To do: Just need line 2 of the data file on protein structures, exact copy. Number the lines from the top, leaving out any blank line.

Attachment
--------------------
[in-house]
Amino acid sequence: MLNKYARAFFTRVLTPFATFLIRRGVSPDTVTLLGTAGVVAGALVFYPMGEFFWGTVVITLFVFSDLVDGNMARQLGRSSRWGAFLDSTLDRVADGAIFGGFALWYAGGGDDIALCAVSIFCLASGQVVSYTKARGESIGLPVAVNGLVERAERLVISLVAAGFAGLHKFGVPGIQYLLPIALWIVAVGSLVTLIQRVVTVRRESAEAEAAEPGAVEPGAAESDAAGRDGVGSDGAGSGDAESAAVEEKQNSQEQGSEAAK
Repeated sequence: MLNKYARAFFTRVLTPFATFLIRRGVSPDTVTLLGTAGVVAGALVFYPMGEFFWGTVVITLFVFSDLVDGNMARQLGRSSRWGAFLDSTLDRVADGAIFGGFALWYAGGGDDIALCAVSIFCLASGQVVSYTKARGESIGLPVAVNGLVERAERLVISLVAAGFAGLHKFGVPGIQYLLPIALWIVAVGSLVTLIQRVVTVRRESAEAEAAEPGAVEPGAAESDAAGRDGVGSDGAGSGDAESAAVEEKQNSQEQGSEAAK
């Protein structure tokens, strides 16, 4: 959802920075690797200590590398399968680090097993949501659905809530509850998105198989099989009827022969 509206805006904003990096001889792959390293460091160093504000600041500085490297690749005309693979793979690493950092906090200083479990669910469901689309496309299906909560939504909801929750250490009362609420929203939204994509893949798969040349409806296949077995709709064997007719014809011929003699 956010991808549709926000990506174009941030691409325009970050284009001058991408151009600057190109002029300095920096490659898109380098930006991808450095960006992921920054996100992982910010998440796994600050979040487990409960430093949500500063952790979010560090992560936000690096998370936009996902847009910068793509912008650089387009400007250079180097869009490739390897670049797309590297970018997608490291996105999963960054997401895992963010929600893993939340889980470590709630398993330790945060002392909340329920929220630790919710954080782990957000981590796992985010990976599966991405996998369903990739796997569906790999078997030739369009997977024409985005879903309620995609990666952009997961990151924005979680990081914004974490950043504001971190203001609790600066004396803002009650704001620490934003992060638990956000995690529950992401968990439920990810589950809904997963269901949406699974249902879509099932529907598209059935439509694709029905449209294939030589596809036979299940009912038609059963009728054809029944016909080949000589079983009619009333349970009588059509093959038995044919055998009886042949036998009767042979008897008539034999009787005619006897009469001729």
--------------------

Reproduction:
Amino acid sequence: MLNKYARAFFTRVLTPFATFLIRRGVSPDTVTLLGTAGVVAGALVFYPMGEFFWGTVVITLFVFSDLVDGNMARQLGRSSRWGAFLDSTLDRVADGAIFGGFALWYAGGGDDIALCAVSIFCLASGQVVSYTKARGESIGLPVAVNGLVERAERLVISLVAAGFAGLHKFGVPGIQYLLPIALWIVAVGSLVTLIQRVVTVRRESAEAEAAEPGAVEPGAAESDAAGRDGVGSDGAGSGDAESAAVEEKQNSQEQGSEAAK